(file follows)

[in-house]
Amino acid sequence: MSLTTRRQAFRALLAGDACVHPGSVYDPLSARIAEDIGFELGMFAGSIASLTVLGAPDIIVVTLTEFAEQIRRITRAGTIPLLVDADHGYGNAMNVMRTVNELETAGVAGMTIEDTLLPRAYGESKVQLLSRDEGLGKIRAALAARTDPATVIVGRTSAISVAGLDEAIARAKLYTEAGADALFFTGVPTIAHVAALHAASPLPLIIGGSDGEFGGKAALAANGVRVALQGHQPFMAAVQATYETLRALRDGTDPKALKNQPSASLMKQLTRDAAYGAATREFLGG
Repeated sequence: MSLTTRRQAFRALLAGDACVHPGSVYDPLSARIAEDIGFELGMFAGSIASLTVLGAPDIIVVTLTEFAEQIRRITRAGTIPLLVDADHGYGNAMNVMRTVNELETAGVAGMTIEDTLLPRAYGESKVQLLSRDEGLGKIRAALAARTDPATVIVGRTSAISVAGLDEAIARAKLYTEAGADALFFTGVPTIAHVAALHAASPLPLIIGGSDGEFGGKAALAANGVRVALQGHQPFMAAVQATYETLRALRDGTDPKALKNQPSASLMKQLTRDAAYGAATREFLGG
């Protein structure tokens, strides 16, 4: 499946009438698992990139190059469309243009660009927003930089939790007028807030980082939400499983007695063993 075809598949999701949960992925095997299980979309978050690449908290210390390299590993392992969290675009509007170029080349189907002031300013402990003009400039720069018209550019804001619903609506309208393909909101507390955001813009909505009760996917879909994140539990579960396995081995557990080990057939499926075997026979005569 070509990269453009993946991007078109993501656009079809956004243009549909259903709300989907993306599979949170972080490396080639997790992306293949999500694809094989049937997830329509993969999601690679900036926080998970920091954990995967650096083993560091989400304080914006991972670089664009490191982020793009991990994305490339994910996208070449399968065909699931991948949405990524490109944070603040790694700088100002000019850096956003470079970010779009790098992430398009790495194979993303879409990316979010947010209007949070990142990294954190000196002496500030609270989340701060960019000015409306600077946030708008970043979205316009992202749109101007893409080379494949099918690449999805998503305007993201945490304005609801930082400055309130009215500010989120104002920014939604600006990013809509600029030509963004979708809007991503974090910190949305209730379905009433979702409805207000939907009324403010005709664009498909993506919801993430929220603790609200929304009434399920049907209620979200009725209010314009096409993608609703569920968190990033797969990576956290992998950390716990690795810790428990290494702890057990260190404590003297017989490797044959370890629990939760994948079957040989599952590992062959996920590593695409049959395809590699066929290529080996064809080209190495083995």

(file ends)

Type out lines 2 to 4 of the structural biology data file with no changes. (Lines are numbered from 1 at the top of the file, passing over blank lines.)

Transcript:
Amino acid sequence: MSLTTRRQAFRALLAGDACVHPGSVYDPLSARIAEDIGFELGMFAGSIASLTVLGAPDIIVVTLTEFAEQIRRITRAGTIPLLVDADHGYGNAMNVMRTVNELETAGVAGMTIEDTLLPRAYGESKVQLLSRDEGLGKIRAALAARTDPATVIVGRTSAISVAGLDEAIARAKLYTEAGADALFFTGVPTIAHVAALHAASPLPLIIGGSDGEFGGKAALAANGVRVALQGHQPFMAAVQATYETLRALRDGTDPKALKNQPSASLMKQLTRDAAYGAATREFLGG
Repeated sequence: MSLTTRRQAFRALLAGDACVHPGSVYDPLSARIAEDIGFELGMFAGSIASLTVLGAPDIIVVTLTEFAEQIRRITRAGTIPLLVDADHGYGNAMNVMRTVNELETAGVAGMTIEDTLLPRAYGESKVQLLSRDEGLGKIRAALAARTDPATVIVGRTSAISVAGLDEAIARAKLYTEAGADALFFTGVPTIAHVAALHAASPLPLIIGGSDGEFGGKAALAANGVRVALQGHQPFMAAVQATYETLRALRDGTDPKALKNQPSASLMKQLTRDAAYGAATREFLGG
């Protein structure tokens, strides 16, 4: 499946009438698992990139190059469309243009660009927003930089939790007028807030980082939400499983007695063993 075809598949999701949960992925095997299980979309978050690449908290210390390299590993392992969290675009509007170029080349189907002031300013402990003009400039720069018209550019804001619903609506309208393909909101507390955001813009909505009760996917879909994140539990579960396995081995557990080990057939499926075997026979005569 070509990269453009993946991007078109993501656009079809956004243009549909259903709300989907993306599979949170972080490396080639997790992306293949999500694809094989049937997830329509993969999601690679900036926080998970920091954990995967650096083993560091989400304080914006991972670089664009490191982020793009991990994305490339994910996208070449399968065909699931991948949405990524490109944070603040790694700088100002000019850096956003470079970010779009790098992430398009790495194979993303879409990316979010947010209007949070990142990294954190000196002496500030609270989340701060960019000015409306600077946030708008970043979205316009992202749109101007893409080379494949099918690449999805998503305007993201945490304005609801930082400055309130009215500010989120104002920014939604600006990013809509600029030509963004979708809007991503974090910190949305209730379905009433979702409805207000939907009324403010005709664009498909993506919801993430929220603790609200929304009434399920049907209620979200009725209010314009096409993608609703569920968190990033797969990576956290992998950390716990690795810790428990290494702890057990260190404590003297017989490797044959370890629990939760994948079957040989599952590992062959996920590593695409049959395809590699066929290529080996064809080209190495083995």